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By Ben Stupples
The U.K. government’s tax avoidance claim against film investors, with at least $1 billion pounds at stake, was upheld by the Supreme Court, weeks after the government sidestepped claims against the tax agency worth 17 billion pounds.
The Nov. 15 ruling could “protect well over one billion pounds” that would have been at risk if the Supreme Court had ruled in favor of the investors, HMRC said in a Nov. 15 news release. It marks “another great success in HMRC’s drive against tax avoidance,” Jim Harra, HMRC’s director general for customer strategy, added.
The U.K.’s top court dismissed an appeal from investors that Her Majesty’s Revenue and Customs wrongly challenged them on a U.K. film partnership scheme designed for tax avoidance.
The judgment comes two weeks after the Supreme Court ruled that HMRC wouldn’t have to pay U.K. home-shopping company Littlewoods 1.3 billion pounds ($1.7 billion) in interest payments from a value-added tax refund. The Littlewoods verdict affected 5,000 claimants in similar U.K. VAT disputes, calculated by HMRC to be worth 17 billion pounds, according to the Supreme Court’s Nov. 1 judgment.
In the latest case, dating to 2003, investors exploited legitimate tax relief to encourage putting money into the film industry. By building up losses, the investors could cut their taxable income.
The two claimants, referred to as “Mr. De Silva” and “Mr. Dokelman,” challenged HMRC on a technical point over whether the tax authority was entitled to challenge them under the Taxes Management Act 1970. While HMRC sought reduced repayment from Dokelman after reaching an agreement in 2011, HMRC informed De Silva in the same year that he had to pay an extra 17 million pounds.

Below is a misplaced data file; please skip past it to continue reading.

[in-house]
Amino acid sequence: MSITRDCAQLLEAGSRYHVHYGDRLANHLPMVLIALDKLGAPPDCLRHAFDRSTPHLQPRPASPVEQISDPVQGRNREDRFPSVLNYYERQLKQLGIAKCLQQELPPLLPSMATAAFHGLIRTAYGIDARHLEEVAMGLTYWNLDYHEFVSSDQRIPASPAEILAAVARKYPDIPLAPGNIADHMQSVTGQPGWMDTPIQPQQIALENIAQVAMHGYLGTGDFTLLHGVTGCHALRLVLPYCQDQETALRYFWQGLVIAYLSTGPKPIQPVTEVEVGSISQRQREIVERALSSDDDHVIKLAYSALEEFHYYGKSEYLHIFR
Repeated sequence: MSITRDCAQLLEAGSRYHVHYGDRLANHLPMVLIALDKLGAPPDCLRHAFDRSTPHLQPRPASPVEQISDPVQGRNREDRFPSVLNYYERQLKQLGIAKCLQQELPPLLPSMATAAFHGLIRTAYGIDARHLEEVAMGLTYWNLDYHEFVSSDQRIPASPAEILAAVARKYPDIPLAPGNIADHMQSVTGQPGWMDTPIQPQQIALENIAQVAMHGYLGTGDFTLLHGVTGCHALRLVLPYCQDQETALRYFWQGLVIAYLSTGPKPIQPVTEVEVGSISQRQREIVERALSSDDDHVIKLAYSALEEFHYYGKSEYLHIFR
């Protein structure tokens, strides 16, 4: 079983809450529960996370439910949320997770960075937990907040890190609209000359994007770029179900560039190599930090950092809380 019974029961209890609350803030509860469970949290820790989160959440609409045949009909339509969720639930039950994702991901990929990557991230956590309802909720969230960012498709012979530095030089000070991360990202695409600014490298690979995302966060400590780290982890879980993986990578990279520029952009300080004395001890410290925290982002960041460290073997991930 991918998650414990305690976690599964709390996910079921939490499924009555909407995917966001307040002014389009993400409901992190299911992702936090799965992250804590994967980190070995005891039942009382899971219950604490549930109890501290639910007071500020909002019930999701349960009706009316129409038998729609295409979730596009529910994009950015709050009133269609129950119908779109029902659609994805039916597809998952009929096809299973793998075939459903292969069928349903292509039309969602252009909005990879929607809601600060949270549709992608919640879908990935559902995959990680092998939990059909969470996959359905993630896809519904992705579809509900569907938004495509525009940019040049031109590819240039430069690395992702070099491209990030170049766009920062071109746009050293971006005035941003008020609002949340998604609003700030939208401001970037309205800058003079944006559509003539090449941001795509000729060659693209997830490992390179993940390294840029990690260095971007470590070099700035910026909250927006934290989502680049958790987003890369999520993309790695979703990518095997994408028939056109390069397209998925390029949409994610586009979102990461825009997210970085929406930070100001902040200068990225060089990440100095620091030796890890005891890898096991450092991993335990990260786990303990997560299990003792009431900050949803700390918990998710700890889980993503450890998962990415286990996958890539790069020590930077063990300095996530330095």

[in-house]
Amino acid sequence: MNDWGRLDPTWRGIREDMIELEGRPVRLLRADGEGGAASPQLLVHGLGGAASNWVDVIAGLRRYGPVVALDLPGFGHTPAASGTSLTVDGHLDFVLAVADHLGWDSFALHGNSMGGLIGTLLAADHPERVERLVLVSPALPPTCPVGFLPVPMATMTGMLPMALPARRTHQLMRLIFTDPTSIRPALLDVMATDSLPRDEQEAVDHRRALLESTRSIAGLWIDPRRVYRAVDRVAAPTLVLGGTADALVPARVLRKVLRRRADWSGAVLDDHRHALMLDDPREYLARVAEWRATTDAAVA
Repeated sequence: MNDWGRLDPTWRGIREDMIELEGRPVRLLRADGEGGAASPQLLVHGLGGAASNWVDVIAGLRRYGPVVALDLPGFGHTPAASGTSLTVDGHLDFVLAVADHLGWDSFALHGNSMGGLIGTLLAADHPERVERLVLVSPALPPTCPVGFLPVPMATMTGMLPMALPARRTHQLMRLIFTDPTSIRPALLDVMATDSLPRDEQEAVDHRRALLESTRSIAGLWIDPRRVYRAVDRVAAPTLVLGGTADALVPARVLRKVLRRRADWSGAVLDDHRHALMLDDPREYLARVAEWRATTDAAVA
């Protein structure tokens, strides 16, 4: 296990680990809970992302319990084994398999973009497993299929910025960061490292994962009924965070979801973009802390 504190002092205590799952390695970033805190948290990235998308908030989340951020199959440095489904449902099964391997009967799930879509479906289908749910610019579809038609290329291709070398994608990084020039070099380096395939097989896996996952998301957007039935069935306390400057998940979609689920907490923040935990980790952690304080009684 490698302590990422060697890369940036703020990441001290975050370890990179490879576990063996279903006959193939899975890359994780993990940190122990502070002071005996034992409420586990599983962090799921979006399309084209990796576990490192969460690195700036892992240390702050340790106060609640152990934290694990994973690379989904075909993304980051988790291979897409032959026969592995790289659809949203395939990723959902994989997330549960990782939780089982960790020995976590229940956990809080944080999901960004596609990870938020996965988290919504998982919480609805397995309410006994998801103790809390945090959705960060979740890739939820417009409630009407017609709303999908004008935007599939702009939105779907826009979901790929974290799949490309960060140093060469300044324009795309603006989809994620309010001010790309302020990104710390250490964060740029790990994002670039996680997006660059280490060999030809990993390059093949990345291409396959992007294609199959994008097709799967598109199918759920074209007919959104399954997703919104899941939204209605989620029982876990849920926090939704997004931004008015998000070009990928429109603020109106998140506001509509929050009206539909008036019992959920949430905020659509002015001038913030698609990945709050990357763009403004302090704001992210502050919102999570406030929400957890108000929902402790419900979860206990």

HMRC’s decision-making over the challenge was “lawful,” judge Patrick Hodge said Nov. 15.
In an email to Bloomberg Tax, lawyers for the two claimants declined to comment.
According to the judgment, the managing member of the group of limited partnerships that invested in the film industry tax avoidance scheme, Investing in Enterprise Ltd., invested in the 2003 film “Bollywood Queen” that starred James McAvoy, nominated five years later for a Golden Globe for his role in “Atonement,” according to the British Film Institute.
The previous year, Investing in Enterprise produced the romantic comedy “Plotz with a View,” starring Oscar-winner Christopher Walken. The film had a budget of $8 million and brought in 111,189 euros ($131,200) from the first weekend of its 2003 release in Spain, according to the website. By contrast, Walt Disney Co.’s 2012 action-hero film “Marvel’s The Avengers” brought in a total of $55.6 million across the U.S. and Canada in the third weekend after its release in cinemas.
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